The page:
SAN FRANCISCO - Wind power is "poised to become to become the foundation of the new energy economy," claims a new survey by the Washington, D.C.-based Earth Policy Institute.
According to the environmental group, global wind electricity-generating capacity increased by 24 percent in 2005 to 59,100 megawatts--a twelvefold increase from a decade ago, when world wind-generating capacity stood at less than 5,000 megawatts.
The report says wind power is the world's fastest-growing energy source with an average annual growth rate of 29 percent over the last ten years. In contrast, over the same time period, coal use has grown by 2.5 percent per year, nuclear power by 1.8 percent, natural gas by 2.5 percent, and oil by 1.7 percent.
"Wind power has been established as a safe, clean, cheap energy option," the Earth Policy Institute's Joseph Florence told OneWorld.
The U.S. has installed 9,100 megawatts of wind power capacity, the group says, including a record-breaking 2,400 megawatts in 2005. Chief among the reasons for the growth were advances in technology and a 1.9-cent per kilowatt-hour tax credit for electricity produced from a wind farm during the first 10 years of its operation.
"Political support is the key driver in the wind industry," Florence said. "If Congress votes to continue the production tax credit, then the future is bright. But without government support it just can't compete against traditional non-renewable technologies."
Not everyone is so bullish on wind power's ability to provide for America's energy needs, however.
Advocates of nuclear power contend that wind require too much land to power the U.S. grid. Almost half of U.S. energy currently comes from coal, while 20 percent comes from nuclear power. Nuclear industry representatives say if America is to reduce its greenhouse gas emissions to combat global warming, nuclear power must be front and center.
"Nuclear energy has the smallest environmental footprint of any other emission-free source," the Nuclear Energy Institute's Mitch Singer told OneWorld.
Singer said to equal the current output of U.S. nuclear reactors would require putting windmills on land the size of Minnesota and covering an area equal to West Virginia with solar panels. "Then you have to depend on which way the wind is blowing or how long the sun is shining," he said.
President Bush apparently agrees. While providing modest support for wind power, the U.S. president has focused significantly more energy on promoting new nuclear power plants.
"Nuclear power helps us protect the environment," Bush said in a speech last month in front of the Limerick Generating Station outside of Philadelphia. "Nuclear power is safe. For the sake of economic security and national security, the United States must aggressively move forward with construction of nuclear power plants."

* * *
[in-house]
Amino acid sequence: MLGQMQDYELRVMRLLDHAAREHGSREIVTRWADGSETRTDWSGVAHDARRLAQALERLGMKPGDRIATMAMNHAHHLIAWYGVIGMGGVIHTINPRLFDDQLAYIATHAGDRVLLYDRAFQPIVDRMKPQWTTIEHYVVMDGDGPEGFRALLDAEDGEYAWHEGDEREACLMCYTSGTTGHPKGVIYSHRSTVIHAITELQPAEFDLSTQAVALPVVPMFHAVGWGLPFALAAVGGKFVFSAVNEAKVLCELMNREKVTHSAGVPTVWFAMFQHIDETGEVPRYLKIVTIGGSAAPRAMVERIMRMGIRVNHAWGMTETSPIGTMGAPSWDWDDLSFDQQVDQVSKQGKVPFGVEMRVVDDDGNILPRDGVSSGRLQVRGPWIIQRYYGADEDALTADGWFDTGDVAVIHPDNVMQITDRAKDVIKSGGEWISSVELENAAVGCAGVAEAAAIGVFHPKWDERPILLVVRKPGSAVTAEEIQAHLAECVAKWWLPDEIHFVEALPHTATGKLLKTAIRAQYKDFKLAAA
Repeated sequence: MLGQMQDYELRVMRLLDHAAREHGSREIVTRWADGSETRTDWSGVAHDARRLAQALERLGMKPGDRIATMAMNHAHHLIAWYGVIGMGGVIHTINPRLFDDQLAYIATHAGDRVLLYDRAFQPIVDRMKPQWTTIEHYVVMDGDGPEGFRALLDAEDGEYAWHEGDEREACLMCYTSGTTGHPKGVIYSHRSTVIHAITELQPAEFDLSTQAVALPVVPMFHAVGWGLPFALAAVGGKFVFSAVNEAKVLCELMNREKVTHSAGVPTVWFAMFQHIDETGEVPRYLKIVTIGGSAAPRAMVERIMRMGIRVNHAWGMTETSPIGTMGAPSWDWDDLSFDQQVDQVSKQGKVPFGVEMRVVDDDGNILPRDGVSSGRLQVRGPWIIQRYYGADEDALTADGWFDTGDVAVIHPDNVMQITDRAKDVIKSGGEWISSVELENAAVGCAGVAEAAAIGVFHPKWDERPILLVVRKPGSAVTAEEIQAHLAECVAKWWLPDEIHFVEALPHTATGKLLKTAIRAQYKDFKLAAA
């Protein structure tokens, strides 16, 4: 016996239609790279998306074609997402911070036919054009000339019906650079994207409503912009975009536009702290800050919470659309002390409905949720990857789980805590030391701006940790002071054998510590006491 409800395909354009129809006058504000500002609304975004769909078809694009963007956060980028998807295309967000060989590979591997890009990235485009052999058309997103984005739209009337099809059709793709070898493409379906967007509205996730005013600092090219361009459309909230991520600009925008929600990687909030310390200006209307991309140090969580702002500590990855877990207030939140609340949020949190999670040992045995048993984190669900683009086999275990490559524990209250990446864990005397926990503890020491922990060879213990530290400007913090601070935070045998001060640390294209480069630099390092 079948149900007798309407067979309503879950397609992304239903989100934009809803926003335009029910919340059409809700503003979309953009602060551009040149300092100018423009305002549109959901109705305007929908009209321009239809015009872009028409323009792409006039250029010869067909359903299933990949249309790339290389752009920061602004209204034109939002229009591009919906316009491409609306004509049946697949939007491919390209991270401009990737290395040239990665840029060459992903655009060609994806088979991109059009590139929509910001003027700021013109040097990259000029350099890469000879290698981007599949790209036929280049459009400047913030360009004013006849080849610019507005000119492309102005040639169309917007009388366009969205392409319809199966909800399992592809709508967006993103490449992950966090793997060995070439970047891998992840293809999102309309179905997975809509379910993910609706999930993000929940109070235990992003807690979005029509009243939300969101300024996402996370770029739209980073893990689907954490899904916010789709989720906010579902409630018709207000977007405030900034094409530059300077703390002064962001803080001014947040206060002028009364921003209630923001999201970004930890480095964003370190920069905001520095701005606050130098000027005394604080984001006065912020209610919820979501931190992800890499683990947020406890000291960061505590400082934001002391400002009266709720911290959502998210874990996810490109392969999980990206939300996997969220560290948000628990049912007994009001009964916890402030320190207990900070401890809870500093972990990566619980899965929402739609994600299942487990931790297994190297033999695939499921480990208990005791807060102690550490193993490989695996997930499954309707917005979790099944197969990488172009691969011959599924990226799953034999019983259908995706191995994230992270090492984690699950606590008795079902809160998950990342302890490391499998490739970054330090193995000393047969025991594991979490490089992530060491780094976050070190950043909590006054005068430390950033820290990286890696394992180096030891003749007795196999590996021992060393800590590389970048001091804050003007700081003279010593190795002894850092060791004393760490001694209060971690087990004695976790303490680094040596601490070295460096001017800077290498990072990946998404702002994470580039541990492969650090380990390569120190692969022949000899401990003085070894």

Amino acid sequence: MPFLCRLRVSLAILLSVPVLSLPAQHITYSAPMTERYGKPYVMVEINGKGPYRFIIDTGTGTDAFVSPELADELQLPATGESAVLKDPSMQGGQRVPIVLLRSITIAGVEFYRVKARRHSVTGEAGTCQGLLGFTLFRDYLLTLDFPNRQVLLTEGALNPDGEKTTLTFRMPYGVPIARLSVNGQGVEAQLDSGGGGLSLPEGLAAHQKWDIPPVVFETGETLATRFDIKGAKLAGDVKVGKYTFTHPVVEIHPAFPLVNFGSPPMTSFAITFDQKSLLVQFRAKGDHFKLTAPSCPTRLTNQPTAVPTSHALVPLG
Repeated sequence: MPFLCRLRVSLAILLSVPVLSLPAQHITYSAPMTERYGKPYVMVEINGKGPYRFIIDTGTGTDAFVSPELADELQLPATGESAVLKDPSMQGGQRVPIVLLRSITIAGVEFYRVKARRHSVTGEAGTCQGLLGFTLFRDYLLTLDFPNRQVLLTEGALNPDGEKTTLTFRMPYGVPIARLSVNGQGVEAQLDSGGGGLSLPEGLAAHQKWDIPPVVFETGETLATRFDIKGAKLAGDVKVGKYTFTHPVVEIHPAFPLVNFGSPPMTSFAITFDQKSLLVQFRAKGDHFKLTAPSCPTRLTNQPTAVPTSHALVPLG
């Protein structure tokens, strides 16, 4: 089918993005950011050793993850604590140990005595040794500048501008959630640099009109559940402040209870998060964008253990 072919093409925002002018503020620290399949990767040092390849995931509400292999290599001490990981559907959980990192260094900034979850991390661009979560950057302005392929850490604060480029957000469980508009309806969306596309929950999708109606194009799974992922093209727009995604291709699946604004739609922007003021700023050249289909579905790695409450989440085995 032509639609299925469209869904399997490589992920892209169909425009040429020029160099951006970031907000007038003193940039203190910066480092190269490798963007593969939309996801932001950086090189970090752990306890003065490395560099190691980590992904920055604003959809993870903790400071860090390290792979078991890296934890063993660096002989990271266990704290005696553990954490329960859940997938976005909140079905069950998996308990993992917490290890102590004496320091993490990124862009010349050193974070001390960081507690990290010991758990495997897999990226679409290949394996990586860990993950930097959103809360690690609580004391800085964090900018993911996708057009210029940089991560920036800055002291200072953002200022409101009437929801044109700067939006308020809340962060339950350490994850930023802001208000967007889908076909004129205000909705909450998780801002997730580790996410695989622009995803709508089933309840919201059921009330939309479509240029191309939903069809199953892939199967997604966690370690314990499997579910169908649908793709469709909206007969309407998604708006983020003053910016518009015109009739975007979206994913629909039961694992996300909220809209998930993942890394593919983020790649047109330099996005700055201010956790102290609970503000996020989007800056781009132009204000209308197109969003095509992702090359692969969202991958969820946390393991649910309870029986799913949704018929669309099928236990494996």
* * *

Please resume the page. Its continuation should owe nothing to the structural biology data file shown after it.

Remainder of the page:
The global environmental network Greenpeace vigorously disagrees. The group believes the United States needs an energy system based on renewable energy and energy efficiency, but thinks the costs and risks inherent in the generation of nuclear power make it an unacceptable piece of the energy puzzle.
"Building enough nuclear power stations to make a meaningful reduction in greenhouse gas emissions would cost trillions of dollars, create tens of thousands of tons of lethal high-level radioactive waste, contribute to further proliferation of nuclear weapons materials, and result in a Chernobyl-scale accident once every decade," the group's Web site claims.
According to the consumer rights group Public Citizen, last year's energy bill provided $13 billion in subsidies and tax breaks to the nuclear industry. The figure includes operating subsidies and money for research and development and construction of new plants.
The Nuclear Energy Institute says 14 new nuclear power plants are currently in the pipeline, mostly in the Southeast.
But the Worldwatch Institute, an environmental think tank also based in Washington D.C., thinks the nuclear industry may be headed for a meltdown.
"Renewable sources of power provide about 20 percent of the world's electricity today, more than nuclear power does," Worldwatch president Christopher Flavin wrote in the latest issue of the organization's magazine. "More importantly, they are active, growing industries, attracting over $25 billion in new investment last year.
"The generating capacity of new wind plants alone that were ordered in 2005 was triple the figure for nuclear power. And because renewable technologies are smaller scale and modular, their cost is falling rapidly as the scale of production rises. In recent months, renewable power has become one of the hottest sectors for venture capitalists looking for 'the next big thing.'"
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